Rogers: Don’t judge Patricia on one lousy night
Minneapolis — With each passing possession, as the Philadelphia Eagles continued to march up and down the field, lighting up the Super Bowl LII scoreboard, the tweets and emails started to slowly trickle in late in the first half and have continued through Monday.
Some were angry, some indignant, others merely expressing trepidation, but the refrain was consistent: Is New England Patriots defensive coordinator Matt Patricia really the best hire the Detroit Lions could make?
Patricia’s defense was embarrassed by the Eagles on Sunday night. He was outcoached, his players didn’t come close to executing at a high enough level, resulting in the unit surrendering 538 yards and 41 points. The Patriots were particularly bad in the game’s biggest moments, allowing conversions on two-thirds of third- and fourth-down plays, three of which resulted in touchdowns.
There is no way around it: This was an ugly impression made by the incoming coach.
But let’s not overreact to one game, even if it was on the biggest stage. With sports, it’s easy to fall prey to recency bias, to formulate strong opinions on what we saw last. But Sunday’s flop doesn’t erase what Patricia has done in the past, the track record that’s earned him the opportunity to be a head coach.
After the Patriots got lit up to start the season, giving up 32 points per game the first four weeks, he made the necessary adjustments and his defense clamped down, leading to the Super Bowl run. The next 12 opponents averaged 14 points per game, scoring 20 or more just twice.
The strong finish meant the Patriots held opponents under 20 points a game, on average, for the fourth straight season, an unmatched active streak.
In the team’s two playoff games before the Super Bowl, Patricia’s defense gave up early scores in both. Again, the ability to adjust came into play and the Titans and Jaguars combined for 13 second-half points.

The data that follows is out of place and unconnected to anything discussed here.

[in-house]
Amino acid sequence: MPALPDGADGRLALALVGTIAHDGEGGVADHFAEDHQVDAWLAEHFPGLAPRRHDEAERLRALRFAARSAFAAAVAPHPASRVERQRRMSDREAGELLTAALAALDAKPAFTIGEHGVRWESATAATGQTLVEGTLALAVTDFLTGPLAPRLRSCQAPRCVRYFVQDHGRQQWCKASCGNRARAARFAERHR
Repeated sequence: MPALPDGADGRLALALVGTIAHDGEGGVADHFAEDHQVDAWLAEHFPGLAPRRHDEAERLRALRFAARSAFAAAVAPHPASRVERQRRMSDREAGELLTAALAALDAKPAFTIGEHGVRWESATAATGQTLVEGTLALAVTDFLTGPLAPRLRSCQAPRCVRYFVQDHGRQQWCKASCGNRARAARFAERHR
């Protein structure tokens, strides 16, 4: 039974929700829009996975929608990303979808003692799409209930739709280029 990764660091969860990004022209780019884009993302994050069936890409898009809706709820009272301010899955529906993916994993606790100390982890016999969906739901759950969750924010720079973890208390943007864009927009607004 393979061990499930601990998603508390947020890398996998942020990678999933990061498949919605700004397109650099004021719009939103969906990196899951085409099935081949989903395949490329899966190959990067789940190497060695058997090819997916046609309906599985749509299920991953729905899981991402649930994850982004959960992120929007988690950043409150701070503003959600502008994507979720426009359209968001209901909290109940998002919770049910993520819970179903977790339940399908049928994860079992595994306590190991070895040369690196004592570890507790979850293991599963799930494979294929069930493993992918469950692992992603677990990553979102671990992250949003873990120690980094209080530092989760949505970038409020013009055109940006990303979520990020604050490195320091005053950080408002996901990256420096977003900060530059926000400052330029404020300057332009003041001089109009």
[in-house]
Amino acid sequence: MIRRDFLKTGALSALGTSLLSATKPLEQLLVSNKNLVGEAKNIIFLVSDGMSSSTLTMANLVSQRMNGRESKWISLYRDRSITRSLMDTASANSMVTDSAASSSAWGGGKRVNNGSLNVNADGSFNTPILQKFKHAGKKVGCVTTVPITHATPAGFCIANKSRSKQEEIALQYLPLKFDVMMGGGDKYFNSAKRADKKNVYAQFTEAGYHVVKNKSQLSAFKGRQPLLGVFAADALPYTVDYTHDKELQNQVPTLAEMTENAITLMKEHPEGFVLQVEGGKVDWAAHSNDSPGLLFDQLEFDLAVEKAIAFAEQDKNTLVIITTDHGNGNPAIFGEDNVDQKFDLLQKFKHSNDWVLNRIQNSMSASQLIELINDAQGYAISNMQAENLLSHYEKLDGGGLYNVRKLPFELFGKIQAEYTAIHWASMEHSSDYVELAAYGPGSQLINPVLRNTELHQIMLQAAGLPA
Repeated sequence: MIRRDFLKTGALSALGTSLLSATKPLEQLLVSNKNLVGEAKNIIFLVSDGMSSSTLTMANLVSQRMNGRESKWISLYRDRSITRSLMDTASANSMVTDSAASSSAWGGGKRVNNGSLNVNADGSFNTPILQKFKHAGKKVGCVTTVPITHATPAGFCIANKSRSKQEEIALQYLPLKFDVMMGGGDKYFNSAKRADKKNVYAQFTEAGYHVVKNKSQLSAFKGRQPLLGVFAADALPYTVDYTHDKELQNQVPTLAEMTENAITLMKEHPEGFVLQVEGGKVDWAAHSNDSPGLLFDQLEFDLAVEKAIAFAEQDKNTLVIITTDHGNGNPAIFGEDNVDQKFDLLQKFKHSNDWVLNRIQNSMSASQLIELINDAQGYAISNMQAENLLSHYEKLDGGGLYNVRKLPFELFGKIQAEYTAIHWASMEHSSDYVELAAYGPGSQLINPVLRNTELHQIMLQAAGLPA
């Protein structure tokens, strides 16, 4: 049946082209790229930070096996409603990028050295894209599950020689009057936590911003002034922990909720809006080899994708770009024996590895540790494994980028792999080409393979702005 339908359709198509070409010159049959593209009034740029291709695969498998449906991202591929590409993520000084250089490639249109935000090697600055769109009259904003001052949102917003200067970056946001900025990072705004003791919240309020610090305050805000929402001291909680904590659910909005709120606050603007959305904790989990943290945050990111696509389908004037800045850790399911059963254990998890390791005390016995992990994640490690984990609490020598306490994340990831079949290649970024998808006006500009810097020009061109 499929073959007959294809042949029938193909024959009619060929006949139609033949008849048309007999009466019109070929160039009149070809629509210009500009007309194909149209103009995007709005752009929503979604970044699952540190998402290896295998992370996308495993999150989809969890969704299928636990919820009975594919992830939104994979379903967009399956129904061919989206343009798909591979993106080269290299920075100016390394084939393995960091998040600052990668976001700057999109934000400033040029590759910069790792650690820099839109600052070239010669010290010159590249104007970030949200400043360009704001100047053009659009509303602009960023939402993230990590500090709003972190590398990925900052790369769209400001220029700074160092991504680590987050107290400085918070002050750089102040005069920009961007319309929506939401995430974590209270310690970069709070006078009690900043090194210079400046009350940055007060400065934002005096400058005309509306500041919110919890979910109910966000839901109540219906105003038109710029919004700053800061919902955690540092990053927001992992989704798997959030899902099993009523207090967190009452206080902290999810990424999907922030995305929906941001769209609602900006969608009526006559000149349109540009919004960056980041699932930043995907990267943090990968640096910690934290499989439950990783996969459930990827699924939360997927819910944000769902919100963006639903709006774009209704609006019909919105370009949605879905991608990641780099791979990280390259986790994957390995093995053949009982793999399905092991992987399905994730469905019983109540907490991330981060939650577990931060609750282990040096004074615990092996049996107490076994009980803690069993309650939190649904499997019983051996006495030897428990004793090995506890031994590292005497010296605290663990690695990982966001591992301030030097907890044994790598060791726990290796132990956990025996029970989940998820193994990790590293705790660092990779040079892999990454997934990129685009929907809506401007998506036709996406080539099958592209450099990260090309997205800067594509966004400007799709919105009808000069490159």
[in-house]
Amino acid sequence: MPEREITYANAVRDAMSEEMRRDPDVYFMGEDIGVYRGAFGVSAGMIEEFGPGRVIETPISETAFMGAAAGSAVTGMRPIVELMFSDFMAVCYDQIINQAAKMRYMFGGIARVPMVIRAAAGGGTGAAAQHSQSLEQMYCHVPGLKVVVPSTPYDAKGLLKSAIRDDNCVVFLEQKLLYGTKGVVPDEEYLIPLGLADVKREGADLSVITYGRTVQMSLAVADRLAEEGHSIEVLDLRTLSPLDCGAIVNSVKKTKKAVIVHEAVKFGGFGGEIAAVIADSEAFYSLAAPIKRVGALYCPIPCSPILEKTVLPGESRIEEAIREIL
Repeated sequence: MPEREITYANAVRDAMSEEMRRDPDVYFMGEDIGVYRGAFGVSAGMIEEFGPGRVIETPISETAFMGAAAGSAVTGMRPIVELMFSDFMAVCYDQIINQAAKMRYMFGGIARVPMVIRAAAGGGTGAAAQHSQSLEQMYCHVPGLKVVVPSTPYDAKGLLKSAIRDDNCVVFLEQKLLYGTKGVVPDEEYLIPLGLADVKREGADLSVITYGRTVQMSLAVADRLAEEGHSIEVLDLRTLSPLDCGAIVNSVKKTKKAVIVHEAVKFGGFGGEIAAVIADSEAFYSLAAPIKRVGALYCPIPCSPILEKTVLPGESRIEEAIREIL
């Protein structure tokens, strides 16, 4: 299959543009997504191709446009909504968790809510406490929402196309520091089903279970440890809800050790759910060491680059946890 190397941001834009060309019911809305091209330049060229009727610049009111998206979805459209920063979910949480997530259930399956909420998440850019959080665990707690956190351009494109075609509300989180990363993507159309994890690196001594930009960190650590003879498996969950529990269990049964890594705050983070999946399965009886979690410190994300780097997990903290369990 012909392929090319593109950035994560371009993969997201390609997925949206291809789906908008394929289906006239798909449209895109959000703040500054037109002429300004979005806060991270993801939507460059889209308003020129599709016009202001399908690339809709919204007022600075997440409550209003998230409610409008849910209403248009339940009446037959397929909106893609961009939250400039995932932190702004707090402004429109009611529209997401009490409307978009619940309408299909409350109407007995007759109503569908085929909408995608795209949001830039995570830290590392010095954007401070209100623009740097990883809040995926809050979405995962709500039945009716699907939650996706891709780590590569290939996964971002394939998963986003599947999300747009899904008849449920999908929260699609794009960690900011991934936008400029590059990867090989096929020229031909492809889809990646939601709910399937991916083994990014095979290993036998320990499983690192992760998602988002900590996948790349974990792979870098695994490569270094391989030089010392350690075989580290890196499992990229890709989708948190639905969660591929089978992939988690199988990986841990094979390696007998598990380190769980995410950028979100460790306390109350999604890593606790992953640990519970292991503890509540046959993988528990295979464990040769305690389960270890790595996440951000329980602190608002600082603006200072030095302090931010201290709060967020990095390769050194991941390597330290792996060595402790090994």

On Sunday, those adjustments fell flat. The Eagles came out with a superior game plan and Patricia couldn’t come up with a way to stop them. He waited too late to switch his best cornerback, Stephon Gilmore, to the Eagles’ best receiver, Alshon Jeffery. Patricia couldn’t find a way to generate pass-rush pressure to help his secondary. And he never came up with an answer to the steady stream of wheel routes Nick Foles utilized to pick up big gain after big gain.
And we’re also left wondering about the curious benching of cornerback Malcolm Butler, a Super Bowl hero for the Patriots three years ago, and the player who played more defensive snaps than anyone on the team this year.
The decision may not have even been made by Patricia. Bill Belichick has the final say on all things in New England. Neither Belichick nor Patricia provided meaningful insight after the loss, other than Belichick saying the decision wasn’t disciplinary. Regardless, Butler was dressed, and it remained a possible solution curiously left untested.
Patricia believes every situation is a moment to learn. He’ll undoubtedly go over what went wrong with this game countless times, even after he’s traded in his Patriots gear for Honolulu blue attire. He’s made a career out of solving problems and making adjustments. It’s among the many reason the Lions quickly zeroed in on him with their search for Jim Caldwell’s replacement.
And, don’t forget, being a head coach is so much more than the Xs and Os that dominate a coordinator’s job description. Patricia’s reputation as a teacher, communicator and motivator with unrivaled work ethic and well-respected smarts aren’t unraveled because his defense had a lousy night.
Will Patricia succeed in Detroit? I have no idea, but it’s only fair we evaluate his chances based on his full body of work, rather than the results of his most recent game.